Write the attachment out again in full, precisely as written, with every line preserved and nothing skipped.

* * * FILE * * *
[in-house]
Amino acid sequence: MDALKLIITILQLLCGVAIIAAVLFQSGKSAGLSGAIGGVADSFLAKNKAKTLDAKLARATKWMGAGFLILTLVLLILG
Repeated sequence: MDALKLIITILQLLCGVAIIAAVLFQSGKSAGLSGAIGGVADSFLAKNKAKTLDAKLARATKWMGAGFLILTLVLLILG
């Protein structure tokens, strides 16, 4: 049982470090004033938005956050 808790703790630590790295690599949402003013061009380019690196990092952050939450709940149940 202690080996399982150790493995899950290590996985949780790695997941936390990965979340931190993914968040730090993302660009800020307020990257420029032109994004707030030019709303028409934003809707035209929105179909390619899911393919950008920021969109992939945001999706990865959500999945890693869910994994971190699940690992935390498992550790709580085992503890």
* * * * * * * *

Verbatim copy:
[in-house]
Amino acid sequence: MDALKLIITILQLLCGVAIIAAVLFQSGKSAGLSGAIGGVADSFLAKNKAKTLDAKLARATKWMGAGFLILTLVLLILG
Repeated sequence: MDALKLIITILQLLCGVAIIAAVLFQSGKSAGLSGAIGGVADSFLAKNKAKTLDAKLARATKWMGAGFLILTLVLLILG
């Protein structure tokens, strides 16, 4: 049982470090004033938005956050 808790703790630590790295690599949402003013061009380019690196990092952050939450709940149940 202690080996399982150790493995899950290590996985949780790695997941936390990965979340931190993914968040730090993302660009800020307020990257420029032109994004707030030019709303028409934003809707035209929105179909390619899911393919950008920021969109992939945001999706990865959500999945890693869910994994971190699940690992935390498992550790709580085992503890």